Mimosa rubicaulis

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Mimosa rubicaulis
Arari Kanda Nepali 02.jpg
Mimosa rubicaulis in Panchkhal valley
Scientific classification
M. rubicaulis
Binomial name
Mimosa rubicaulis

M. octandra
M. intsi
M. barberi
M. himalayana[2]

Mimosa rubicaulis is a shrub belonging to Fabaceae and subfamily Mimosoideae. It is bipinnately compound, each leaf having 8–12 pairs of pinnae, each with 16–20 pairs of pinnules,[3] unlike Mimosa pudica which has at most two prickly pairs of leaflets. It is found across India.[2]


M. rubicaulis is a large, straggling, very prickly shrub. It flowers from June to September, sporting long clusters of many pink spherical flower heads 1–1.5 cm across. The flowers fade to white, so the clusters sport both pink and white flower-heads most of the time. Leaves are double-compound, 8–15 cm long, with thorny rachis. Leaves have 3–2 pairs of side-stalks, each with 6–15 pairs of tiny oblong leaflets 4–8 mm. Pods are thin, flat, curved, 8–13 cm long, 1 cm wide, breaking into 4–10 rectangular single-seeded units, leaving the remains of the pod attached to the shoot.[4]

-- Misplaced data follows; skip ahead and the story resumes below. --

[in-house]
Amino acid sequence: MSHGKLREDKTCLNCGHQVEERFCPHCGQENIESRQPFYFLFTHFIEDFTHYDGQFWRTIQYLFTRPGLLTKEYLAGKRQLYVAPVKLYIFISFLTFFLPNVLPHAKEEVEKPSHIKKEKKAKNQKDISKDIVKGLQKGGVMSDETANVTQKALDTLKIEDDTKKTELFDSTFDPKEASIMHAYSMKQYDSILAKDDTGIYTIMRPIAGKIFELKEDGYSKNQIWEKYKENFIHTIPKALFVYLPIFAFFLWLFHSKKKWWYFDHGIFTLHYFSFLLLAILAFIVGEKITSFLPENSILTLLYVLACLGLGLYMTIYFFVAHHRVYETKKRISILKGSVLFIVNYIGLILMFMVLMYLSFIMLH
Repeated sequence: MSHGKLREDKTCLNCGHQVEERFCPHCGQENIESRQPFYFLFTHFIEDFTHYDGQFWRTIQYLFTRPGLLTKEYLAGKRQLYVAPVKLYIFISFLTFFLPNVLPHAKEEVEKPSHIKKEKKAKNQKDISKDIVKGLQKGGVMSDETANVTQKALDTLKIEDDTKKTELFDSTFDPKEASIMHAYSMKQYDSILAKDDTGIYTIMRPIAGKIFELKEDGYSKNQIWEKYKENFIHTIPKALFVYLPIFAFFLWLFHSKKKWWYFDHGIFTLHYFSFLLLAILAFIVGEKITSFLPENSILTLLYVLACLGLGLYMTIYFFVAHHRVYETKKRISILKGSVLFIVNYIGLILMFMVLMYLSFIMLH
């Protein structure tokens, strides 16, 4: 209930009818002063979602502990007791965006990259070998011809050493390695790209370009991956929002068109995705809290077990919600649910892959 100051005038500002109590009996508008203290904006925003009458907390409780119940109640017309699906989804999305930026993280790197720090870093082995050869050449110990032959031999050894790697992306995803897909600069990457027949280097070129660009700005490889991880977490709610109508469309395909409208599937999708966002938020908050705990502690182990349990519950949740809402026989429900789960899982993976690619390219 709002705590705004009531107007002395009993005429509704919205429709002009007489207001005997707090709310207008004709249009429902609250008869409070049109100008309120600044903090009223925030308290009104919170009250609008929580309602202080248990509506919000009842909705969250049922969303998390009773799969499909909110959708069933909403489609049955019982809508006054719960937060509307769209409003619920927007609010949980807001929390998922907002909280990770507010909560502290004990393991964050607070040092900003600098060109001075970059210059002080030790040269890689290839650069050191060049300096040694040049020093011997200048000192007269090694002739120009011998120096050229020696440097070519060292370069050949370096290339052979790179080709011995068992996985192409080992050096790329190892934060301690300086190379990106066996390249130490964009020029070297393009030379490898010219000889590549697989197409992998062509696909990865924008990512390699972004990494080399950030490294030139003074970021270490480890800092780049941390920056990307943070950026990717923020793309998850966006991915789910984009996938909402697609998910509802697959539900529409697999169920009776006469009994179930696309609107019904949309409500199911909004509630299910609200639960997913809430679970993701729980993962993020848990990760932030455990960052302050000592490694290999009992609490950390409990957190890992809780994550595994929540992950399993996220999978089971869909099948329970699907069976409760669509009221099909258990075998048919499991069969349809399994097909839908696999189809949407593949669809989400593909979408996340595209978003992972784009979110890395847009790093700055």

It is considered useful for hedges. The wood is suitable for tent pegs and for making gunpowder charcoal. Roots and leaves are used medicinally. Himalayan Mimosa is found in the Himalayas, from Afghanistan to Bhutan, at altitudes of 300–1900 m. It prefers forest edges and boundaries of fields and gardens.[4]


  1. ^ a b The Legume Phylogeny Working Group (LPWG). (2017). "A new subfamily classification of the Leguminosae based on a taxonomically comprehensive phylogeny". Taxon. 66 (1): 44–77. doi:10.12705/661.3.
  2. ^ a b "Mimosa.rubicaulis". JStor Plant Science.
  3. ^ Manandhar, N. P. (2002). Plants and people of Nepal. p. 329. ISBN 9780881925272.
  4. ^ a b G. P. Roy (1992). Flora of Madhya Pradesh: Chhatarpur and Damoh. APH Publishing. pp. 166–167. ISBN 978-81-7024-457-8.

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